By Jürgen Wagner
Nukewatch Spring Quarterly 2019
NOTE: This piece is excerpted from an article in 360⁰-NATO: Mobilization on All Fronts, edited by Sabine Lösing.
The 2010 Strategic Concept of the Alliance* clearly addresses “the hierarchy of NATO’s nuclear powers”: “The supreme guarantee of the security of the Allies is provided by the strategic nuclear forces of the Alliance, particularly those of the United States…”
Neither NATO nor its non-nuclear member countries hold any competence over the nuclear weapons of the United States—not even over the nuclear weapon stockpile deployed in Europe within the scope of nuclear sharing…. [Hans Kristensen of the Federation of American Scientists reported in 2015:] “NATO itself has no authority over the nuclear weapons use decision. The decision to employ nuclear weapons in support of NATO can only be made in Washington, London and Paris by the state leaders of those nuclear-weapon states. NATO … cannot block use.” …[Otfried Nassauer reports that] “In its 1999 Strategic Concept … NATO went without depicting the use of nuclear weapons as a ‘last resort’ as it had … the no-first-use policy was not issued either, because the US reserve[s] a right to nuclear first use…”
Thus, Claudia Major of the German Institute for International & Security Affairs writes: “Nuclear deterrence offers protection, too—but only if Russia believes that NATO would actually apply nuclear weapons.”…[Wikipedia reports,] “In peacetime, the nuclear weapons stored in non-nuclear countries are guarded by US Air Force personnel… codes required for arming them remain under [USAF] control. In case of war, the weapons are to be mounted on the participating countries’ warplanes. The weapons are under custody and control of USAF Munitions Support Squadrons.”…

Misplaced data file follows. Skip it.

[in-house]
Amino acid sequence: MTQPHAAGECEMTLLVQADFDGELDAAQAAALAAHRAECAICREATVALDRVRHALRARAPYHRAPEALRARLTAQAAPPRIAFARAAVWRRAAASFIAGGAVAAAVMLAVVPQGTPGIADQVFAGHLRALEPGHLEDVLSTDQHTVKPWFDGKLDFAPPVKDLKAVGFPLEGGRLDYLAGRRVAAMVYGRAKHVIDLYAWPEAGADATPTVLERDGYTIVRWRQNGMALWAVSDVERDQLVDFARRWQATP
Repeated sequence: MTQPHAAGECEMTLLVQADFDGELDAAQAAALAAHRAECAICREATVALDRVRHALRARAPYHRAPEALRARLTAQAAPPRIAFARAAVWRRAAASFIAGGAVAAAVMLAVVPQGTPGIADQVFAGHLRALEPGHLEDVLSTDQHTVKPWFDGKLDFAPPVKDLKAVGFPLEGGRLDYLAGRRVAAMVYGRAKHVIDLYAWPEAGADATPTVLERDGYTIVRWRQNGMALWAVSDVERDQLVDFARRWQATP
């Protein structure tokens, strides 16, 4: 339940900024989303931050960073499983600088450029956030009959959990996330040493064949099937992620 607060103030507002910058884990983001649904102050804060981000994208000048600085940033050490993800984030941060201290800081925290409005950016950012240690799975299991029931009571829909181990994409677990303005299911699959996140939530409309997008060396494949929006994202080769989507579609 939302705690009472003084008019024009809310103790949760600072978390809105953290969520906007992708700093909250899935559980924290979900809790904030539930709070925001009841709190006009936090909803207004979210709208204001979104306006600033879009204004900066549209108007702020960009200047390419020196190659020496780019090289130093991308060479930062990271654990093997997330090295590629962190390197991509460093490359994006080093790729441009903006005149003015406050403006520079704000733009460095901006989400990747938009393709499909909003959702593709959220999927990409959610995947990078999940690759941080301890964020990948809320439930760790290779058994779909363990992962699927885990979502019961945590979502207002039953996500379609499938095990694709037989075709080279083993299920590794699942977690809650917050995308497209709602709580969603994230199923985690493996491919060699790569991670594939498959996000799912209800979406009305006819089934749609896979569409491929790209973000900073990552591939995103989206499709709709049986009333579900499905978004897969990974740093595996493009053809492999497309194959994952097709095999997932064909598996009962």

The B61-12 [bomb] is now expected to replace older types 3, 4, 7, and 10 as well as the bunker busting B61-11 and B83 strategic nuclear bombs. …[German] Tornados [fighter jets] are not compatible with the B61-12 without modifications. For this reason, they are candidates for “modernization” as is the associated airport at Büchel…. [According to N-TV, Sept. 22, 2015]: “German Tornados should be able to attack with the newest US nuclear weapons within the scope of nuclear sharing.… Not only American, but also German sources plow money into the modernization of the airbase in Büchel.
While the US pays for the weapons’ integration into German Tornados, the German Ministry of Defense invests [$127 million] into the modernization of the runway and the instrumental approach system in Büchel. Other US nuclear bases in Europe, like Incerlik, Turkey, or Aviano, Italy, are candidates for modernization, too.” …
The fact that they are focusing on more accuracy and penetrating power suggests that they are really aspiring to a first-strike capability. In 2006, a much-discussed report in Foreign Affairs revealingly entitled “The Rise of US Nuclear Primacy,” arrived at the same result: “…The current and future US nuclear force, in other words, seems designed to carry out a preemptive disarming strike against Russia or China.”…